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RaggZ Fiber Affair and Wool Market exudes warm, homey touch

| Friday, April 21, 2017, 8:57 p.m.
Christian Tyler Randolph | Tribune-Review
Toni Ritchey at her shop RaggZ Fiber Arts in Forbes Road.
Christian Tyler Randolph | Tribune-Review
Toni Ritchey with her cat Critter in front of her shop Raggz RaggZ Fiber Arts in Forbes Road.
Christian Tyler Randolph | Tribune-Review
Sheep mill about a pasture at the farm of Toni Ritchey in Forbes Road.
Christian Tyler Randolph | Tribune-Review
Toni Ritchey at her farm in Forbes Road.

Hand-spun wool and other specialty items make the upcoming RaggZ Fiber Affair and Wool Market in Delmont a rare treat for knitters, crocheters and other crafters.

Slated for April 29 at the Delmont Fire Hall, the festival will feature 22 vendors selling yarn, handcrafted needle-arts accessories and small-batch soaps, according to organizer Toni Ritchey, owner of RaggZ Fiber Art yarn shop in Forbes Road.

“It will have an indie feel. No commercial yarn is allowed,” says Ritchey, of what has become a biannual event. “The beauty of it is that these are the little guys you don't normally see selling wool that they've cleaned, carded and spun themselves, from animals some have raised on their own farms.”

Dawn Shaffer of Spring Mills, near State College, will sell yarn from the 17 sheep she raises on her family's Lazy O Ranch, as well as hand-turned yarn bowls and drop spindles crafted by her husband, Larry, and crocheted and felted items her daughters make.

Shaffer's sheep are Coopworths, which yield a medium-grade fleece in a range of colors from black to white and variations of gray.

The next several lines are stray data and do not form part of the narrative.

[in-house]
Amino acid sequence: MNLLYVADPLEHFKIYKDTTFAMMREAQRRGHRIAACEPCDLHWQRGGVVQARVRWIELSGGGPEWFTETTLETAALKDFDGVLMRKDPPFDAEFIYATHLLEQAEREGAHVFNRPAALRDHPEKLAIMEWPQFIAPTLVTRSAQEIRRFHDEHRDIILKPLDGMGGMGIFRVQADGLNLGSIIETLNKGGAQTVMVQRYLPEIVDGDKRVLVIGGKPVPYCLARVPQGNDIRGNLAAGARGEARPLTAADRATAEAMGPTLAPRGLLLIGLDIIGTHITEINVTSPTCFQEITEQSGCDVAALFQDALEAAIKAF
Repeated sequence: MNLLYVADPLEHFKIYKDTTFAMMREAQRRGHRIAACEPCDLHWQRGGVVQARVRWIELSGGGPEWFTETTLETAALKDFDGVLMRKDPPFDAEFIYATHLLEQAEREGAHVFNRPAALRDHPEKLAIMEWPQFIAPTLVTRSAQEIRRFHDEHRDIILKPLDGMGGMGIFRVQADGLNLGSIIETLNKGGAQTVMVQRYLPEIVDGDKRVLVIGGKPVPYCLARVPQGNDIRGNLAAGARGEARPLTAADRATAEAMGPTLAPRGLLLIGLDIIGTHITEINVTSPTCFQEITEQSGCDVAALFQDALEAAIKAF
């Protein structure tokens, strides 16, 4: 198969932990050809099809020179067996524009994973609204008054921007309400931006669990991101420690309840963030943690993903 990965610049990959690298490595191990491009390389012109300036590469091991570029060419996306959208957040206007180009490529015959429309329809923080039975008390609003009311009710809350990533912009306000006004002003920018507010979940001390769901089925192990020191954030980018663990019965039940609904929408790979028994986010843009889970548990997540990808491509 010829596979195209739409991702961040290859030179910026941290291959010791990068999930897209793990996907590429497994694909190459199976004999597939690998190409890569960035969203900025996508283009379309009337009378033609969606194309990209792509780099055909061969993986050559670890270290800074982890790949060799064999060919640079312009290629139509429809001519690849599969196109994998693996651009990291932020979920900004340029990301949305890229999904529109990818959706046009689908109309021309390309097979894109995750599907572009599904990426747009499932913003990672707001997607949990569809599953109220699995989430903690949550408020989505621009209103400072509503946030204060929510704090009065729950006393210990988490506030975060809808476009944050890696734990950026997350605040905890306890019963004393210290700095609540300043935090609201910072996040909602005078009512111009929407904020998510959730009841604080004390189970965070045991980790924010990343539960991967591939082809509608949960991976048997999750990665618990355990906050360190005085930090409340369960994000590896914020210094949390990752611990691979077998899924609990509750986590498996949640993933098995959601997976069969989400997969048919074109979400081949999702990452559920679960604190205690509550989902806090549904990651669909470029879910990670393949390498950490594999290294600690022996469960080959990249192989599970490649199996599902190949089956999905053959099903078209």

“The natural colors are gorgeous, but I dye some of my wool, too, because people like a lot of choices,” says Shaffer, who claims there is a big difference between buying wool sold in big box stores and that from small farms such as hers.

“Wool can be dramatically different from one sheep to the next, within the same flock,” says Shaffer, who does all the shearing on her farm. “Some is coarser than others and some sheep produce more lanolin than others.”

Shaffer tags every skein with the name of the sheep that yielded the wool, like Pablo, one of her rams. “For a lot of people, it's more personal than pulling a hank of yarn off a shelf that was probably made in China, not that that's bad,” Shaffer says.

Other festival products will include hand-painted yarns by Meadowcroft Dyeworks of Washington County, vegetable-dyed fibers by Youghiogheny Yarns of Connellsville, and angora and other fibers from Roving Acres Farm of Pierpont, Ohio. Rebecca Shefler of Greensburg will vend her Dusty Tree wool wash, body soaps and hand-crocheted washcloths.

While some vendors market their goods online, festivals provide a rare grassroots experience for buyers, Ritchey says, “You can go to a shop and not see this yarn. I carry it, but you don't normally find it elsewhere. And yarn is one of those things you really want to touch and feel.”